EFFORTS TO CREATE a North American free-trade area encompassing Canada, the United States and Mexico have given rise in some circles to the notion of North American continentalism.

By the year 2,000, says Diane Francis, U.S.-born editor of Canada's

Financial Post and an avowed "continentalist," there will be a North American citizenship that will entail worker mobility. There will be one central bank and one currency, the U.S. dollar, she says.Canada, she said at the Americas Society in January, will become ''Americanized" in its political institutions, and the United States will become "Canadianized" in its social safety net.

"Canada does look after its underclass," she explained. "We (Ms. Francis is a naturalized Canadian citizen) are the 'kinder, gentler nation' that President Bush always talks about."

Mexico, most of whose population is under 55 years old, will be the ''labor, muscle and growing consumer market" on the North American continent, she said.

Already, the bi-national dispute panel in the current U.S.-Canada Free Trade Agreement represents an "emerging surrendering of sovereignty," said Ms. Francis, who is one of Canada's most renowned journalists. (She has been referred to as "Attila the Pen.")

Eventually, she said, Australia and New Zealand, which are now shut out of just about everyone else's trading bloc, will try to get into the Nafta.

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THIS WHOLE BATTLE for free trade - which is really concerned with allowing exporters to freely enter any market once they agree to behave in those markets in a managed way - has taken many prisoners.

One of them is none other than the World Bank, whose structural adjustment programs were used in the 1980s to whip state-controlled, import-restrictive regimes into free-market economic shape.

Privatization, selling off state-owned businesses to private entrepreneurs, was at the center of the structural adjustment programs, or SAP.

But for all intents and purposes, the SAP has died a quiet death with the failure of the nearly six-year-old Uruguay Round of multilateral talks to achieve its market liberalization goals, those close to the World Bank say.

The hope, says one, was that a successful Uruguay Round of multilateral trade talks would liberalize markets so that developing countries could earn enough money to support reforms under the bank-imposed structural adjustment programs.

But with Uruguay Round success still uncertain, and with the clamor for protectionism by some U.S. legislators and industries frightening exporters in developing countries away from the world's most lucrative market, "SAP is essentially dead," he says.

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THE WORLD BANK therefore has tucked its tail between its legs and eased away from SAPs, focusing its attention on the economic salvation of Eastern Europe and the former Soviet republics and on the environment.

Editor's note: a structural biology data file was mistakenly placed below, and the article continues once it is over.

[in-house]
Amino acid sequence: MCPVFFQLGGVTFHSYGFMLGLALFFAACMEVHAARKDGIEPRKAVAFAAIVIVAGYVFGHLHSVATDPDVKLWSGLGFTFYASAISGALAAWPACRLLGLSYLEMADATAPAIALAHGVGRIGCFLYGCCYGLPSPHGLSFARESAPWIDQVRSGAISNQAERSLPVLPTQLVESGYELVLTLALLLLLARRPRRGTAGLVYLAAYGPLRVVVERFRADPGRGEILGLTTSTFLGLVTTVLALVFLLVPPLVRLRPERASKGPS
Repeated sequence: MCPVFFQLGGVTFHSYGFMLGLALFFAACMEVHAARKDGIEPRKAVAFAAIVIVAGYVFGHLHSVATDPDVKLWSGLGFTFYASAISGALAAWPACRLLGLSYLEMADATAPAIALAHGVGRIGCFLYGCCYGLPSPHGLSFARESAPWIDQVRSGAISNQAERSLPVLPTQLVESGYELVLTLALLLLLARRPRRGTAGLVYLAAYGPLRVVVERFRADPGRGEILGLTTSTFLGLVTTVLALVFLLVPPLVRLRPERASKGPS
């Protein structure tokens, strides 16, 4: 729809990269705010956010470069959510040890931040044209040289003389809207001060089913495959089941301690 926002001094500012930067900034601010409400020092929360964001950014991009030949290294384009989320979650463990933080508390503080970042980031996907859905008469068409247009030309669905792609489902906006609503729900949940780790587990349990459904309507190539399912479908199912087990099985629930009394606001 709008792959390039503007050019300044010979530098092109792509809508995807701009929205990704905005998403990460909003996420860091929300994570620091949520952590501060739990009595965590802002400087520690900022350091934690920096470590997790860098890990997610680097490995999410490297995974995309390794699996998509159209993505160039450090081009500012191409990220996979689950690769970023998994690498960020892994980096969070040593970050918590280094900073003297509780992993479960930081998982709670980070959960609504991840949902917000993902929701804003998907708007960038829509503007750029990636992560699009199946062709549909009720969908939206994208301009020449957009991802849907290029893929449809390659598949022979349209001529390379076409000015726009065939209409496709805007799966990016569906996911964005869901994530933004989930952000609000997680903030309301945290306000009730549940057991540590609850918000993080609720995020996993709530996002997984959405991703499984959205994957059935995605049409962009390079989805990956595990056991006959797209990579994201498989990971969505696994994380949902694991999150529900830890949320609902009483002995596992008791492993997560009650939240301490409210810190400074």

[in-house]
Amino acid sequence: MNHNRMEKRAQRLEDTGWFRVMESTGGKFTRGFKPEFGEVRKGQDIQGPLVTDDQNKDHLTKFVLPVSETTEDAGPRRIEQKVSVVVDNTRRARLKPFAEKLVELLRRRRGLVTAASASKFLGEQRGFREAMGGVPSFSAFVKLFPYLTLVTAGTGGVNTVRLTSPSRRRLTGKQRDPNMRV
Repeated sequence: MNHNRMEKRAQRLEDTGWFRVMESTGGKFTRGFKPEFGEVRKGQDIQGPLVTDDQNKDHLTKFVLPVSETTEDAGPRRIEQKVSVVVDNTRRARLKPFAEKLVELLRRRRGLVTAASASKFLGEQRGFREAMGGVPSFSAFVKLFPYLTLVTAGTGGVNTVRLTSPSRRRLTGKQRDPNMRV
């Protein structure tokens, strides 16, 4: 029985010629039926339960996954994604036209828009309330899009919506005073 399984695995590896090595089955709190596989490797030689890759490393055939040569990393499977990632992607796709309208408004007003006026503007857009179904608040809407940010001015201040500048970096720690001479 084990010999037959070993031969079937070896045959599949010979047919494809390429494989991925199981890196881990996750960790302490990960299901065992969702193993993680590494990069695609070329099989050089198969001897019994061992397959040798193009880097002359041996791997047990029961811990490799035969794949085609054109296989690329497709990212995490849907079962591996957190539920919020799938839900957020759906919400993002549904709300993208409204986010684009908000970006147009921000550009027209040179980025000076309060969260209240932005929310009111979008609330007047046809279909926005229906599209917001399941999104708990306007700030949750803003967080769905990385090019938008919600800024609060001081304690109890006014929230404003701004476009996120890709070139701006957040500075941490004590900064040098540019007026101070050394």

At present, every bank-funded project requires an environmental impact statement, which turns out to be very costly for the so-called beneficiaries.

The word is that the bank's brightest people are moving away from involvement with areas like Latin America, Africa and the Caribbean to Eastern Europe and the republics, "where the bulk of the money is shifting."

This flight could be attributed in part, of course, to the sheer frustration of dealing with countries that pay lip service to privatization and foreign private investment but render their bureaucracy so cumbersome that the investor simply packs up and leaves.

In some cases, the much ballyhooed one-stop shop for private investment in these countries becomes merely "one more stop," scoffed one World Bank consultant.

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BUT AS PRESIDENT Bush himself has declared, "trade, not aid" is what developing countries most need.

Maintaining an "iron curtain" against exports from such nations has already caused a flood of economic refugees in wealthier nations. They flee, for example, from Eastern Europe to Western Europe, from Latin America and the Caribbean to the United States.

Says Ms. Francis, the continentalist: "You either allow them to export their products to your market or they will export themselves."

Someone else put it this way: "If goods don't cross borders, armies will."

Ms. Francis notes that Austria maintains a heavy military patrol along its border with Czechoslovakia and Hungary to keep economic refugees out of Austria. That, she says, is the new "iron curtain."

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IN A JANUARY foreign policy briefing, the Cato Institute, in Washington, D.C., described Washington's own "iron curtain against East European exports." Here are some examples from the briefing:

* Czechoslovakia was made to sign an agreement restricting its clothing exports to the United States (198,000 men's and boys' wool coats and 160,000 men's and boys' suits a year), even though they amount to only 0.05 percent of the U.S. clothing market.

* Yugoslavia is forced to restrict steel exports, although they amount to only 0.02 percent of American consumption.

* East European nations can't sell a single pound of butter, dry milk or ice cream to U.S. citizens.

Imagine if that curtain is drawn around the entire North American continent.